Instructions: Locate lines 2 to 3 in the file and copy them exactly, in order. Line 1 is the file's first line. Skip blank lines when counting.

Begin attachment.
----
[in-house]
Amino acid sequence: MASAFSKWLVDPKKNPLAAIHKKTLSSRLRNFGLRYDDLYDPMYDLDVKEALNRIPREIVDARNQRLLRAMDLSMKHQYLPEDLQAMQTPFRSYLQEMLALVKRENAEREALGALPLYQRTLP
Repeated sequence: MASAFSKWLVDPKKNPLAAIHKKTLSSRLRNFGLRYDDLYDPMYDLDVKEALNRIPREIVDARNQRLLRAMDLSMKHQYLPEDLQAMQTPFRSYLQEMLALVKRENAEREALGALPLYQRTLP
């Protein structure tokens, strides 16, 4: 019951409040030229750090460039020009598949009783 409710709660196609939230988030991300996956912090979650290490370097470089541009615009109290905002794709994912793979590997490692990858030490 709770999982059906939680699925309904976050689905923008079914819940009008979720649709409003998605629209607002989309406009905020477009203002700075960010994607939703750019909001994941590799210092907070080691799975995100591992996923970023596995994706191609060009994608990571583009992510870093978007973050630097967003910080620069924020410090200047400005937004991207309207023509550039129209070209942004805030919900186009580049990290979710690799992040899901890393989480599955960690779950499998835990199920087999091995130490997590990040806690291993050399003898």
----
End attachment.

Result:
Amino acid sequence: MASAFSKWLVDPKKNPLAAIHKKTLSSRLRNFGLRYDDLYDPMYDLDVKEALNRIPREIVDARNQRLLRAMDLSMKHQYLPEDLQAMQTPFRSYLQEMLALVKRENAEREALGALPLYQRTLP
Repeated sequence: MASAFSKWLVDPKKNPLAAIHKKTLSSRLRNFGLRYDDLYDPMYDLDVKEALNRIPREIVDARNQRLLRAMDLSMKHQYLPEDLQAMQTPFRSYLQEMLALVKRENAEREALGALPLYQRTLP